Difficult structural change
Climate protection means structural change, and a rethink in business and politics. “German industry has been asleep for too long,” said Antje Kapek, Berlin Chair of the parliamentary party, Bündnis90/die Grünen. At the same time, politicians were not offering enough incentives for electrification. Roman Zitzelsberger, District Manager for Baden-Württemberg at the trade union IG Metall, called for the process to be accelerated immediately and for Germany to effect the change. He said that there was no alternative to abandoning the internal combustion engine and switching to electric mobility. Zitzelsberger added that renewable energies had to be introduced quickly in Germany. This meant purchasing German electric buses in Germany, he warned, instead of stockpiling them.
“Structural change has to be organised, and there will always be winners and losers,” Edenhofer added. “It is the job of politicians to cushion the losses from the structural change as much as possible. The losers need to be protected.” He said that labour market instruments could cushion the impact on the losers. Professor Jörg Steinbach pointed out that politicians were currently spending too much time on client politics, and not putting enough pressure on car companies. Professor Steinbach is the State of Brandenburg’s Minister for Economics and Energy. Too many lazy compromises were also being reached on the carbon charge, he said.
Combat anti-climate politics
Jörg Steinbach drew attention to the urgent problems of social instability in Brandenburg and all of eastern Germany: “Everyone with green political opinions is driving voters towards the AfD party,” he warned. “People working in the lignite mining industry are now seen as national pariahs.” They are often extremely critical and not easy to convince. For that reason, such people often come together in parties that either downplay or deny outright that climate change is happening. Ottmar Edenhofer perceived an existent phenomenon of social tensions between elite and non-elite classes – and one that was being witnessed worldwide. People’s trust in politicians was beginning to erode, he said. The economist and climate scientist called for urgent measures to build political trust in order to combat right-wing populism also in the area of climate policy.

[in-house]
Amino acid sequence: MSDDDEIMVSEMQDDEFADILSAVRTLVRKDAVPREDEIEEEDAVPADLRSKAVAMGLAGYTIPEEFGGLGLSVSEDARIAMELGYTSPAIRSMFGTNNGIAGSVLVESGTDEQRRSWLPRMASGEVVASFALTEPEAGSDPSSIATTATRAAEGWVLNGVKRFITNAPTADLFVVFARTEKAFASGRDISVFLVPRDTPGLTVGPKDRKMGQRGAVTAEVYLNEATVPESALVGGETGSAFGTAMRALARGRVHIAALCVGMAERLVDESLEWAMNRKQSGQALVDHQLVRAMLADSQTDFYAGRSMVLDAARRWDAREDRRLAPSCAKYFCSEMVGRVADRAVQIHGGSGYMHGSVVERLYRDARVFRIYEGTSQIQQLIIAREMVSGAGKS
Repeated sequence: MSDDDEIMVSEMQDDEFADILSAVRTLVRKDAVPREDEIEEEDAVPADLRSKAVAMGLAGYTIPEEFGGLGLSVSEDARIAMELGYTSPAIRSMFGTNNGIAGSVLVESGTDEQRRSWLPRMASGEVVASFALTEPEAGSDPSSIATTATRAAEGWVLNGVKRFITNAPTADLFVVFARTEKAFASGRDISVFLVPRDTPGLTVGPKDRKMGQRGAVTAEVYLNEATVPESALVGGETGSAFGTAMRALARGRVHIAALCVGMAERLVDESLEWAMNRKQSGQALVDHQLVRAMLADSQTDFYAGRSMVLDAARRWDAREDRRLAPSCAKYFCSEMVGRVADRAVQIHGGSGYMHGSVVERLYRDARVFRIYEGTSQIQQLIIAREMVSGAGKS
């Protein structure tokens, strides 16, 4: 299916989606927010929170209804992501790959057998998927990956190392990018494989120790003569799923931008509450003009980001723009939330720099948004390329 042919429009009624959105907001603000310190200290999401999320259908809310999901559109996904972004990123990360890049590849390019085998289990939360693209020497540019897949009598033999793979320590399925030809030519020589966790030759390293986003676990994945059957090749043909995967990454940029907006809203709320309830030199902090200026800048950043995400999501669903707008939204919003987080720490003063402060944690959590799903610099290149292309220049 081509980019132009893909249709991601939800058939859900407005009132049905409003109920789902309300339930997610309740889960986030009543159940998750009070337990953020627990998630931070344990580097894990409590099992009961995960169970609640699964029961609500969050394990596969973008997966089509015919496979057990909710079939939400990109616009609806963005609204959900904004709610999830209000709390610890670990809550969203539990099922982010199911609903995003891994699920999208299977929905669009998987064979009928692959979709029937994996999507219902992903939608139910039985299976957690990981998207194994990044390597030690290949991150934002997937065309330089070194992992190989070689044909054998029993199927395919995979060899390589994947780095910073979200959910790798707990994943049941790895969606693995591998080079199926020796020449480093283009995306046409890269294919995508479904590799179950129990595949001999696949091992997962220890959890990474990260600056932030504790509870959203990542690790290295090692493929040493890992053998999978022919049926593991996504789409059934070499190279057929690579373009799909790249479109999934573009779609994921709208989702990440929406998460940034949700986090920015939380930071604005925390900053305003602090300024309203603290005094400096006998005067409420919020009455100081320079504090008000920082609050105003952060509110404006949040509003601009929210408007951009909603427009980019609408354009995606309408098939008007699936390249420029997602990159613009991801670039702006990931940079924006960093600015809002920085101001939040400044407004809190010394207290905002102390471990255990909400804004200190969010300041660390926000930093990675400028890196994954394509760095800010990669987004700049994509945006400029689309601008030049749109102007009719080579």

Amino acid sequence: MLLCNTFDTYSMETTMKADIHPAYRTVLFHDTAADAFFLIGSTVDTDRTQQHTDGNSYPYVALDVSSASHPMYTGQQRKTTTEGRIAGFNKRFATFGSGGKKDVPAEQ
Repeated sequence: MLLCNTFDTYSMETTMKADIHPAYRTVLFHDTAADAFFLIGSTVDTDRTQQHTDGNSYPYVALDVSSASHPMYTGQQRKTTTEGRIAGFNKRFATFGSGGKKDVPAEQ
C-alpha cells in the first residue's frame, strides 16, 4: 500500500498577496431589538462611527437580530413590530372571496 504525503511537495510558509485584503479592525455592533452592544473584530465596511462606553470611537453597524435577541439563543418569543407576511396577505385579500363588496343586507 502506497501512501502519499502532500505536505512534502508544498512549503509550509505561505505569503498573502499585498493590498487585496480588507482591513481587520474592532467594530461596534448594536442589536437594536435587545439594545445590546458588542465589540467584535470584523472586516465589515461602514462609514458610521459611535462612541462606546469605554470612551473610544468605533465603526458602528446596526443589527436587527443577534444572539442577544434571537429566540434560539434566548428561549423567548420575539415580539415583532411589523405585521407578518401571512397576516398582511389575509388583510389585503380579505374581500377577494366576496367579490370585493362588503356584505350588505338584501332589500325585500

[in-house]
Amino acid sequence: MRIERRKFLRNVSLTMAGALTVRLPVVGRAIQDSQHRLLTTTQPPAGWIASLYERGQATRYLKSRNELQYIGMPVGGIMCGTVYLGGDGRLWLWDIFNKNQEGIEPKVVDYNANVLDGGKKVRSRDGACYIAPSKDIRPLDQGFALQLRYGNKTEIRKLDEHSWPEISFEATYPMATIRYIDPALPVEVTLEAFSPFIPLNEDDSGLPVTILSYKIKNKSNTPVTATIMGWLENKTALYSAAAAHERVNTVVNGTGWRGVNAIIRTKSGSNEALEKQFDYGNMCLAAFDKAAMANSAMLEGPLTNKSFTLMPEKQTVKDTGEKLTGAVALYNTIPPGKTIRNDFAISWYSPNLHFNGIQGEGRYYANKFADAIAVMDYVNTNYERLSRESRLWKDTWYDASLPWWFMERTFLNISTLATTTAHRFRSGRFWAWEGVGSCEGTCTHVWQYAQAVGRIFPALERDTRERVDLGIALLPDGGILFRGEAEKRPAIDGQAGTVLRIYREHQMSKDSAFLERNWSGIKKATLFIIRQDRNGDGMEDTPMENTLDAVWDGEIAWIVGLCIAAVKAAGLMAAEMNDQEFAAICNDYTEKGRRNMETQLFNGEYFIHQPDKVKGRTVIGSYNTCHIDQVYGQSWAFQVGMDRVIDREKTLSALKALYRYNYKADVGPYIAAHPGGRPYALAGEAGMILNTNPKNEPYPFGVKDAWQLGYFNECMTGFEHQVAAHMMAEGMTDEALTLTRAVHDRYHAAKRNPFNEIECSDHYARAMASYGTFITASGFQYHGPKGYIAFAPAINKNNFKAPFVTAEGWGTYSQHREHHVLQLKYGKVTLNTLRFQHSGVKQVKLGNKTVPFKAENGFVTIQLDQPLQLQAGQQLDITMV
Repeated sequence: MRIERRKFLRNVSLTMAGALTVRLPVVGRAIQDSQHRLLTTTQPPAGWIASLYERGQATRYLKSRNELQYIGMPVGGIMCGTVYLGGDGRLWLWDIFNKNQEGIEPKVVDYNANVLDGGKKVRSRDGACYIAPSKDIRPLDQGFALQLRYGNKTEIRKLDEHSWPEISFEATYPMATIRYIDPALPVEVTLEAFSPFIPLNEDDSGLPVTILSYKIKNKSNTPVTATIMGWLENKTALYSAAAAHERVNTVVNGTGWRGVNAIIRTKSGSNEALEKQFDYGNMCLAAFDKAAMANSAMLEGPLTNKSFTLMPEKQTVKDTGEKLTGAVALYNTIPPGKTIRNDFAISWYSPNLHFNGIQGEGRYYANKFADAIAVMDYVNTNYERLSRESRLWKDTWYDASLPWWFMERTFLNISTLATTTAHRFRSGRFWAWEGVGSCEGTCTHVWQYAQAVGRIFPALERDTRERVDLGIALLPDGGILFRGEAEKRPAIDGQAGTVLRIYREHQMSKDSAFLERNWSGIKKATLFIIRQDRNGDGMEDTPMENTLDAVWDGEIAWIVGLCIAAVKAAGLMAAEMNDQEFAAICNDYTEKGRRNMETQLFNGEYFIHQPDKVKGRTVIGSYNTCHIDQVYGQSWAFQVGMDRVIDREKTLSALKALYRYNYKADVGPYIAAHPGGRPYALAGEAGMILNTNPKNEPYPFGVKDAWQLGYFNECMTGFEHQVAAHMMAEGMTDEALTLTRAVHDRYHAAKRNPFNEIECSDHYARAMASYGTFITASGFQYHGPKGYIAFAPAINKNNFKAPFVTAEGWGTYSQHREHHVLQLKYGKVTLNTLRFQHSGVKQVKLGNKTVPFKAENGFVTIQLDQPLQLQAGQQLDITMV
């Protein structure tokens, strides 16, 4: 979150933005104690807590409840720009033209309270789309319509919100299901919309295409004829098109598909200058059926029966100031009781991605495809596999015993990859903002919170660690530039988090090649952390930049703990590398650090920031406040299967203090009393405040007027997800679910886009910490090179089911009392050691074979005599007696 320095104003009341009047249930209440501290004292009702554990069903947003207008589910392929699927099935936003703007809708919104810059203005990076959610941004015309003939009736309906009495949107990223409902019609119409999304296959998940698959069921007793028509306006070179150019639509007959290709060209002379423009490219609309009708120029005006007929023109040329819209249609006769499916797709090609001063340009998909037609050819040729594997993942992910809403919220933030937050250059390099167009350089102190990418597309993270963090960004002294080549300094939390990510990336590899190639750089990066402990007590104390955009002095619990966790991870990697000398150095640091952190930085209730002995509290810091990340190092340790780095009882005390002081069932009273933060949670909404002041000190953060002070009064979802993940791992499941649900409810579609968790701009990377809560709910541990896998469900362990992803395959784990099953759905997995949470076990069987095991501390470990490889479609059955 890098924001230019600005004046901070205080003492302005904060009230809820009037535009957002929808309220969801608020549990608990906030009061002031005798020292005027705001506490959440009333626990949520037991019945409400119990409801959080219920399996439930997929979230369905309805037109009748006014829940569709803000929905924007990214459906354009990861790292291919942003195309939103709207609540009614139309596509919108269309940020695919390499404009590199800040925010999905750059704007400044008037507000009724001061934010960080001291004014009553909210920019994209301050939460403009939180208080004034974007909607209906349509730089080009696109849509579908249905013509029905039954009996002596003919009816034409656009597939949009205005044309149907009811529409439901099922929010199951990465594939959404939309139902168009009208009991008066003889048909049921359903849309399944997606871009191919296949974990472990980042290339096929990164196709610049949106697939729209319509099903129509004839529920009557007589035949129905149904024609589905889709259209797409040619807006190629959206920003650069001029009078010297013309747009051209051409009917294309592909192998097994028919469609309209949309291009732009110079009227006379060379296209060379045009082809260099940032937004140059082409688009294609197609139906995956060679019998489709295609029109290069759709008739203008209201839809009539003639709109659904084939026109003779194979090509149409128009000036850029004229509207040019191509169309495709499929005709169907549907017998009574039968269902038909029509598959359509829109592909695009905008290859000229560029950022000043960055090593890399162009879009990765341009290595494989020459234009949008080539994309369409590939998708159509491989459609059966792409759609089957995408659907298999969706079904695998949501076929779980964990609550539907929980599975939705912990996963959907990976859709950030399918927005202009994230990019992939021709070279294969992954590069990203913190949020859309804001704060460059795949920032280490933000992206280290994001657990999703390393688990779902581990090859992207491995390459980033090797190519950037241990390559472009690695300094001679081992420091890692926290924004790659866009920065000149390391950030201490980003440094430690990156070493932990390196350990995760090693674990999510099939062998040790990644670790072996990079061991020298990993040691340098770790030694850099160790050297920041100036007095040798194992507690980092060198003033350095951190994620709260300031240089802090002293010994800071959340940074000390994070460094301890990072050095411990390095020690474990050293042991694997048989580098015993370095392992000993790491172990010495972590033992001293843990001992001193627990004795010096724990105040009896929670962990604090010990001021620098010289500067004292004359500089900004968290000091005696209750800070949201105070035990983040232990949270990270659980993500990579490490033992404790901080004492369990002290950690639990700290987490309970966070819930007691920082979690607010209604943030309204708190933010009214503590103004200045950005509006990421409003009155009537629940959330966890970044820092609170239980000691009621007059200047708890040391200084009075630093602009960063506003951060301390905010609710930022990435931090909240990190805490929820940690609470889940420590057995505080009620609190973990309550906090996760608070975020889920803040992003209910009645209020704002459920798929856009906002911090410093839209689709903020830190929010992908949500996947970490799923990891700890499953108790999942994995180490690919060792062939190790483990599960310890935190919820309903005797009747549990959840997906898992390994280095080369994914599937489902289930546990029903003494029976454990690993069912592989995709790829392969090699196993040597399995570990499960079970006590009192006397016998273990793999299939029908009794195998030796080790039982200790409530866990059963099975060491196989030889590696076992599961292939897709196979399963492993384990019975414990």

Antje Kapek is convinced that climate protection can also be an opportunity for a new life perception. © EUREF AG / Andreas Schwarz
Climate protection as an opportunity
But Antje Kapek was convinced that climate protection could also be fun. She said it was nice to pursue the goal of fighting for a liveable and healthy world. Climate protection made the world greener and healthier. “That gives you the opportunity of developing a new attitude to life,” she argued. But she added that it was the job of politicians to highlight feasible solutions and alternatives for people. This was something we needed to work on.
You can listen to a detailed, one-hour summary of the event on rbb Inforadio by clicking on the following link (German).
The next evening in the Dialogue Forums 2020 series, entitled "The climate policy dilemma - sign, ratify and continue as before?", will be held on 23 January 2020, then again in Munich.
5 December 2019